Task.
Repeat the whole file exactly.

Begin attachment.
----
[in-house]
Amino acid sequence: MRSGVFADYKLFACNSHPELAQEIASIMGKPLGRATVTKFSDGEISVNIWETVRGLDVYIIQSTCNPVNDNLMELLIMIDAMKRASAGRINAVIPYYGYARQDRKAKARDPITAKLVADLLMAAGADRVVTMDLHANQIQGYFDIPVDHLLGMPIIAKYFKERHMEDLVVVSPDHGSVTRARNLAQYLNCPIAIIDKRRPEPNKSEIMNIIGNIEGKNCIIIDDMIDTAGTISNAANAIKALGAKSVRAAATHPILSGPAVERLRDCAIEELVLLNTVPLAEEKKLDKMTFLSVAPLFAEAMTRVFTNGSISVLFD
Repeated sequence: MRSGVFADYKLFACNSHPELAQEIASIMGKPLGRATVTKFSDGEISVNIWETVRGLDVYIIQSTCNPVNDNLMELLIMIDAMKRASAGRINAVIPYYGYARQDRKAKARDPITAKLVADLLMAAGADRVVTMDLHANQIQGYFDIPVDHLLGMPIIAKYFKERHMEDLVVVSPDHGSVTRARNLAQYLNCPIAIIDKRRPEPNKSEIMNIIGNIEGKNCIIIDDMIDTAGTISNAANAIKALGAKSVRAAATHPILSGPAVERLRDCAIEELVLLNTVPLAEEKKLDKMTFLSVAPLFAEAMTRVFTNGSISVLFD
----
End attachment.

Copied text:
[in-house]
Amino acid sequence: MRSGVFADYKLFACNSHPELAQEIASIMGKPLGRATVTKFSDGEISVNIWETVRGLDVYIIQSTCNPVNDNLMELLIMIDAMKRASAGRINAVIPYYGYARQDRKAKARDPITAKLVADLLMAAGADRVVTMDLHANQIQGYFDIPVDHLLGMPIIAKYFKERHMEDLVVVSPDHGSVTRARNLAQYLNCPIAIIDKRRPEPNKSEIMNIIGNIEGKNCIIIDDMIDTAGTISNAANAIKALGAKSVRAAATHPILSGPAVERLRDCAIEELVLLNTVPLAEEKKLDKMTFLSVAPLFAEAMTRVFTNGSISVLFD
Repeated sequence: MRSGVFADYKLFACNSHPELAQEIASIMGKPLGRATVTKFSDGEISVNIWETVRGLDVYIIQSTCNPVNDNLMELLIMIDAMKRASAGRINAVIPYYGYARQDRKAKARDPITAKLVADLLMAAGADRVVTMDLHANQIQGYFDIPVDHLLGMPIIAKYFKERHMEDLVVVSPDHGSVTRARNLAQYLNCPIAIIDKRRPEPNKSEIMNIIGNIEGKNCIIIDDMIDTAGTISNAANAIKALGAKSVRAAATHPILSGPAVERLRDCAIEELVLLNTVPLAEEKKLDKMTFLSVAPLFAEAMTRVFTNGSISVLFD